On a trip to Toronto’s Chinatown district, I turned to my left and saw an advertisement for massage. (The ad is featured in the picture above.) Then I turned to my right and noticed that the next massage business had a mirror image of the same relaxed couple. Read more
On my way to the gold souk in Dubai, I came across a big yellow box with two pipes running into a much smaller wooden box. The construction site looked crude. On the larger wooden box, someone had graffitied the command “Ask your tour guide about this.” The instructions were underlined and a square-shaped U sat at the bottom as a signature. On the other side of the box was a pair of eyes and thickly raised eyebrows that indicated either fear or shock or doubt. The eyes peered from a burka and had Arabic writing beneath it. Read more
Over the past six months it’s been hard for me to find time to work out. In September, in a quite dramatic drive to break a 0-0 tie between the shirts and the skins, I tore my hamstring. Then, I was busy with my introductory course into fatherhood. Since I don’t belong to a gym or a pool, and most of my year-round fitness is done outdoors, this winter, which included the Polar Vortex and other unnamed days of frost, made athletics difficult. The ice and snow limited the number of times I laced up my running shoes, the rain and freezing temperatures reduced my days of cross-country skiing to two, and the one weekend that I snowboarded in New Hampshire provided me with little more than a nice leg burn. Read more
Ever since I returned from Hong Kong, I’ve had dim sum on my mind. It’s hard not to when my work-day commute and trip to see my parents takes me through America’s third and first largest Chinatowns, respectively. It’s not that carted around dumplings are more delicious than other foods. In fact, in my opinion, Chinese food pales in comparison to other Asian cuisines, specifically Thai, Vietnamese, and Japanese. But there’s something pleasantly atavistic about chasing after a dim sum cart, fighting off competitors for your lunch, and then settling down to the convivial spirit of shared eating. Read more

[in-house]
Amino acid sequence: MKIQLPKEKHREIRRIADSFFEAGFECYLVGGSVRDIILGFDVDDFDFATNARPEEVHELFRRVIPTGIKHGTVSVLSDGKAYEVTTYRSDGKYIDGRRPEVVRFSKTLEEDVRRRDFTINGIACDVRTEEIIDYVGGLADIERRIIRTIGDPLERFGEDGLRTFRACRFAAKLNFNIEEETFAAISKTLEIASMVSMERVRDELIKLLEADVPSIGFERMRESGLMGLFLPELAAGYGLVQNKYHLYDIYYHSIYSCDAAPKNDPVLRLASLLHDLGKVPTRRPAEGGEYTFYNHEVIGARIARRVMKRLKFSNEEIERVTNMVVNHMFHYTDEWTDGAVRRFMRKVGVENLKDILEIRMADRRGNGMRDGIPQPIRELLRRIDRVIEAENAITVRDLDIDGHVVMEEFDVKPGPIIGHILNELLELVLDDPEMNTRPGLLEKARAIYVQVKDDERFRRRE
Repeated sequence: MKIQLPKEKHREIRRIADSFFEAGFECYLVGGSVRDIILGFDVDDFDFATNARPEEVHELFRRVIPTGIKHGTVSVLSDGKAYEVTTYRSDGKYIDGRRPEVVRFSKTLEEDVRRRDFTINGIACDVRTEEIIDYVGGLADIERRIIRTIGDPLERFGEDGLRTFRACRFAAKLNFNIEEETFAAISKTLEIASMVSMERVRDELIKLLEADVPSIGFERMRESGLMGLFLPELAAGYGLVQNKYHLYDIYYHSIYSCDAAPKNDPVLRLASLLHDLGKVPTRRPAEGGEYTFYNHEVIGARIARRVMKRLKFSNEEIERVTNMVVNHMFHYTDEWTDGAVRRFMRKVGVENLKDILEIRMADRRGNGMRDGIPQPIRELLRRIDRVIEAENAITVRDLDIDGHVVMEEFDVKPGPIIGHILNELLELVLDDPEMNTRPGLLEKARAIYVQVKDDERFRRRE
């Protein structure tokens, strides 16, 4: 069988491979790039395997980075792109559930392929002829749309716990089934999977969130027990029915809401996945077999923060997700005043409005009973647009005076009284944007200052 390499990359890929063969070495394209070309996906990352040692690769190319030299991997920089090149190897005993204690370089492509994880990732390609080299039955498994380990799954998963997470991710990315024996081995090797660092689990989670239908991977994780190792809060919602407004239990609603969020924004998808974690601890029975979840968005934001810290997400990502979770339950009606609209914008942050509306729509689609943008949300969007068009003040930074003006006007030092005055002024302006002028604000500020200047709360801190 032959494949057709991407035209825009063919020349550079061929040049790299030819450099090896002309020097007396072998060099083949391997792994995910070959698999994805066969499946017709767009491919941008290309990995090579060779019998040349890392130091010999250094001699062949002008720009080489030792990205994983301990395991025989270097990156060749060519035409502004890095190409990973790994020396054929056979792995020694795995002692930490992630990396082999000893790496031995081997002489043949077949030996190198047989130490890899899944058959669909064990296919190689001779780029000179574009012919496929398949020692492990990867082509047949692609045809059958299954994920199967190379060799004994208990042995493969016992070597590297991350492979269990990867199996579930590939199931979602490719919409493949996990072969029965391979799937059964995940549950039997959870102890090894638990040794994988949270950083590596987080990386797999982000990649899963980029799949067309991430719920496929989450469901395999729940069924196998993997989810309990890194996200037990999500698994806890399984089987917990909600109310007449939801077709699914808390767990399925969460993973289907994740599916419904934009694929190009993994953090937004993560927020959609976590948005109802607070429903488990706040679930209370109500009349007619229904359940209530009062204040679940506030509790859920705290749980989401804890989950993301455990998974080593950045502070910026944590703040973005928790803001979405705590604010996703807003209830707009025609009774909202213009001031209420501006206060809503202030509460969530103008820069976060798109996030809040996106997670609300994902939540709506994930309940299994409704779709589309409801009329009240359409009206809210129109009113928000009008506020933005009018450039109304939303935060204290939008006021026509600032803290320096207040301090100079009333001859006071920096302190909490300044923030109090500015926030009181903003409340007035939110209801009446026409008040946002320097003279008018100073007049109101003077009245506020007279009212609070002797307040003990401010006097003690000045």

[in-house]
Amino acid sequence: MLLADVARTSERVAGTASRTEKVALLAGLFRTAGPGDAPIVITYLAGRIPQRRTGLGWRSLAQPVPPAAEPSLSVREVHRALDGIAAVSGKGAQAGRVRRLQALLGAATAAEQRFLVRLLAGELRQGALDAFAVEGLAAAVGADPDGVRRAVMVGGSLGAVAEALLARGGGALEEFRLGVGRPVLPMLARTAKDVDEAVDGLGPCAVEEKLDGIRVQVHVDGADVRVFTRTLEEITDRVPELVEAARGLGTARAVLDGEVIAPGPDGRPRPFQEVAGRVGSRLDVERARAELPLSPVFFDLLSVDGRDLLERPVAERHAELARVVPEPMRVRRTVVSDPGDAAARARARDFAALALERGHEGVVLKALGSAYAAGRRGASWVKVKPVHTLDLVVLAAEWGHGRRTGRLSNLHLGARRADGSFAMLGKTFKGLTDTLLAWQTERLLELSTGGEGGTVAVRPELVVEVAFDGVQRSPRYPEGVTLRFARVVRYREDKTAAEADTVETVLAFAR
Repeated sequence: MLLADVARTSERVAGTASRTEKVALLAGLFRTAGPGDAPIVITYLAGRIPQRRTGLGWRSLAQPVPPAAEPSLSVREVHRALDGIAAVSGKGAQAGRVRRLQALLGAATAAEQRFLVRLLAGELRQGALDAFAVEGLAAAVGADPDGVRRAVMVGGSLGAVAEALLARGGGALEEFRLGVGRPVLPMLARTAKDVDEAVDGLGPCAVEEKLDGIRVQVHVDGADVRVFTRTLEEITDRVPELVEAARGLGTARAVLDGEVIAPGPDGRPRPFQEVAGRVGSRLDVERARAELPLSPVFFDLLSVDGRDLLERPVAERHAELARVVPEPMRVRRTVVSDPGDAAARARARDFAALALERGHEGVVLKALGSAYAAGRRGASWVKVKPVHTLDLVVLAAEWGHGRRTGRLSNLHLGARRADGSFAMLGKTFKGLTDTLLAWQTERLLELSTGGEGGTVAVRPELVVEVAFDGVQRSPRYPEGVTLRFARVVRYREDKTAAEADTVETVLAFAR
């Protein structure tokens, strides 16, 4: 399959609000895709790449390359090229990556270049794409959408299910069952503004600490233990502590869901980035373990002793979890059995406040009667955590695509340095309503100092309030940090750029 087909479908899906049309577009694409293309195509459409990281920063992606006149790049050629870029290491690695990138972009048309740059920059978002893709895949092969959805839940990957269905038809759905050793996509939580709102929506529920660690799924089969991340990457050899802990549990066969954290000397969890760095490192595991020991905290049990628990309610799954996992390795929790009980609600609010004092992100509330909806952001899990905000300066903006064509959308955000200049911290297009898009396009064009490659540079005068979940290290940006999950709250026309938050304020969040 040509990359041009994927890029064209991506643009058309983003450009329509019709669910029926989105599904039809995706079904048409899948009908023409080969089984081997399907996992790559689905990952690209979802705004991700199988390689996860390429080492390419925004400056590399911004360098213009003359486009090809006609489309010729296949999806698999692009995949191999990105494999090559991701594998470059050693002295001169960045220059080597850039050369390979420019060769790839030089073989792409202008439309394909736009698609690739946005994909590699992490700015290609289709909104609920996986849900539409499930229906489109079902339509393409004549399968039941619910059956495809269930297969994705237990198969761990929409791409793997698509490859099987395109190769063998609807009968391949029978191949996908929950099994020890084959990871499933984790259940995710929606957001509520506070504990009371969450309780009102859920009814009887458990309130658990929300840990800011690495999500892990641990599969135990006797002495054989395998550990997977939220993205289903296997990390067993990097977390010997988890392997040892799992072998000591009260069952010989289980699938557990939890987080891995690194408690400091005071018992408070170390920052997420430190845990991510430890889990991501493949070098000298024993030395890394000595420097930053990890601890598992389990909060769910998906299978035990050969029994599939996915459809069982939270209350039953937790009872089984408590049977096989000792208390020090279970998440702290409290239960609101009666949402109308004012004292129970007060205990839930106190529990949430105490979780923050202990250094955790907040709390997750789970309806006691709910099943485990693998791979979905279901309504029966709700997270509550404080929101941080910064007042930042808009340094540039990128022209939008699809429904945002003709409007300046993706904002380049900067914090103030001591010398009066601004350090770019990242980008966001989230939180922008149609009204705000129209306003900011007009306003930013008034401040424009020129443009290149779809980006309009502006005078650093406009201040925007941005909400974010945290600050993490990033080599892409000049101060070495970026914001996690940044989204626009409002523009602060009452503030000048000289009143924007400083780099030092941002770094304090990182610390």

Caring for a newborn is stressful enough. Parents have to plan for everything from feedings to establishing a routine. Now add a family vacation into the mix and that could burst blood vessels to the brain. The best way to eliminate some of the stress of traveling with a newborn is to pack smart. While I’m not a perfect minimalist, I believe that the adage “less is more” is often true and since having a child, this phrase has become a sort of mantra for me.
When planning a road trip with a newborn, recite this meditation as you pack. To make things easier, I’ve even designed an acronym to remember if “less is more” feels a bit trite for your taste. Try FEAST. (Are you kidding me? You’re doing acronyms now? Is this still a travel site?)
This mnemonic stands for feeding, entertainment, adults, sleeping, and transportation and it will provide you with five focal points for packing smart when traveling with a newborn. Read more